The current U.S. government cybersecurity skills shortage is well-known, and will likely only get worse over the next few years. There are many fundamental issues that need to be addressed, from government pay scales that lag behind the private sector to the lack of enthusiasm many younger entry-level candidates have when considering a job with a federal agency as opposed to an offer from a shiny, new, fast-growing startup.
Successfully recruiting new candidates to meet the cybersecurity needs at the federal level going forward will require a massive shift in the way agencies compensate and message themselves to potential future employees. Until that happens, how can federal agencies fill in these much-needed cybersecurity roles that are pivotal to protecting everything from critical infrastructure to national security?
The answer could be right in front of them: the people they employ for non-cybersecurity jobs, from HR to physical security guards. What if anyone with an inquisitive, investigated mindset, despite their technology backgrounds, could play a role in cybersecurity?
Cybersecurity professionals generally have started with a traditional technology background and go on to develop highly specialized skillsets refined over years. In the private sector, there is typically less concern if a candidate’s qualifications come from an academic institution or actual real-world experience, sometimes the latter being preferred. At the federal level, however, there remains a more traditional vetting process that limits the scope of potential employees. This rigidness in hiring is one of the major contributing factors to the shortage of cybersecurity professionals at federal agencies. They qualify candidates based on computer science credentials, and glance over those that may have innate characteristics that could make them top-tier cybersecurity workers. If only they had to opportunity to study computer and networking infrastructure …
The role of security in today’s world, though, is no longer strictly in the realm of IT professionals. Security is the responsibility of every employee. As cybercriminals become increasingly more organized and sophisticated, they have expanded their attack vectors to target employees at every level in an organization. A phishing attack on an intern can lead to the same network access and catastrophic consequences as if they successfully breached a C-level executive’s account.
How AI Steps In
If cybercriminals are constantly evolving their attack methods and strategies, shouldn’t cybersecurity professionals be doing the same? I’d venture to assume that the majority of cybercriminals don’t have four-year degrees in computer science. Many are self-taught, very intelligent and skilled at improvising their way breaking into a secured network, whether it is via custom-designed malware or simple social engineering tactics. So, to fight fire with fire, shouldn’t the security industry look to recruit nontraditional applicants with diverse backgrounds that can bring new ideas and different sets of problem-solving skills to cybersecurity that can’t be taught in a classroom?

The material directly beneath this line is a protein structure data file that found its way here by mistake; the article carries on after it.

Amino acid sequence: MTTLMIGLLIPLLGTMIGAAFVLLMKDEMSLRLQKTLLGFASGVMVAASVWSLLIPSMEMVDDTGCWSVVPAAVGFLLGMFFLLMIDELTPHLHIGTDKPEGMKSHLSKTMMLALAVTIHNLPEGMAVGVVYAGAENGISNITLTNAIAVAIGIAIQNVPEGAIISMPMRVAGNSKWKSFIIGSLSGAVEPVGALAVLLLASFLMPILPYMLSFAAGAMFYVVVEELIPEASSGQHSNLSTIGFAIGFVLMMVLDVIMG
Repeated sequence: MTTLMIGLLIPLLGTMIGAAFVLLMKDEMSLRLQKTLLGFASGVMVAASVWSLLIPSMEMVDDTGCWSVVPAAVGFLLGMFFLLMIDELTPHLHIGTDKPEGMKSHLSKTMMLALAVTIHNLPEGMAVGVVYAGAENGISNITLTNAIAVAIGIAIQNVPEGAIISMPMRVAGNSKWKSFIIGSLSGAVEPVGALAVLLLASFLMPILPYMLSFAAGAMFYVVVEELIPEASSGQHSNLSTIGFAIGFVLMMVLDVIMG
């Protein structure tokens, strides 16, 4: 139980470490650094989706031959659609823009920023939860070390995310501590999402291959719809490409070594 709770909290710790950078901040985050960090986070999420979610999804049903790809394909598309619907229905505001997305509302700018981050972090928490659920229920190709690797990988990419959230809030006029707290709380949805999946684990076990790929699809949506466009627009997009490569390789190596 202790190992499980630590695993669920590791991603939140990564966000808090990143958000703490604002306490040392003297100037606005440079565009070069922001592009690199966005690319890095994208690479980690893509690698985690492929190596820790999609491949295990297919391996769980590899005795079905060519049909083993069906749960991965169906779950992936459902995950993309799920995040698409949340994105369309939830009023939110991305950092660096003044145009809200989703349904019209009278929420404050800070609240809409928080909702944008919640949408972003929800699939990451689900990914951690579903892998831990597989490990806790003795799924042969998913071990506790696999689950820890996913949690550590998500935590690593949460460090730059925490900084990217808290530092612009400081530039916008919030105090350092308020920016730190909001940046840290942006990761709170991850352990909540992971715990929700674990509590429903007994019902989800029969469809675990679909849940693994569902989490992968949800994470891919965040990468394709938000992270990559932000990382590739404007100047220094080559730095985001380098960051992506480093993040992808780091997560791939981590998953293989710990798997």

Until recently, this would not have been possible. The cybersecurity profession requires a certain level of technical proficiency, as it should. An individual who has never studied in the realm of computer science likely cannot set up a firewall, much less penetration test application security, or uncover outbound network traffic heading to Russia.
Today though, new cybersecurity tools are becoming available that bring the ease of use we’ve been accustomed to as consumers—for example, the way we reflexively turn to Google the moment we are looking for the tiniest piece of information debated at a dinner party—to the forefront of cybersecurity. The combination of AI, machine learning and natural language processing now makes it viable to automate certain security procedures and give anyone in an organization the ability to ask questions directly to the data in seconds, without knowing how to write a line of code.
AI technology, despite the futuristic hype it often receives, is still in its infancy. Even so, it is proving to be an incredibly powerful tool to bridge the gap of cybersecurity talent. Not as a replacement, as many fear, but an enhancement that opens up new possibilities, both for masters of the craft and those that had never considered a position in that realm.
Imagine a world in which an English major can graduate from college and land their first job in a cybersecurity role as a threat hunter, based not on technical knowledge but their ability to use critical thinking and curiosity to investigate network anomalies. Or, as I’ve seen firsthand, retired police officers and military veterans transition from their roles in physical building security to become cybersecurity intelligence investigators, utilizing their years of experience in chasing criminals on the streets or backgrounds in military intelligence on the battlefield to pursue the new threat actors in the cyber realm.
With advances in AI that augment human skill sets, federal agencies can look internally to their existing employees and reskill promising candidates that show initiative, a knack for problem solving, a willingness to learn and a curious disposition.
AI will not be replacing the role of a cybersecurity expert anytime soon. It will, however, open new doorways and opportunities to those without a traditional technical background. It will be those people that can bring some much needed outside perspective and insight and move the state of the federal-level of cybersecurity forward to meet the new challenges that will be faced daily.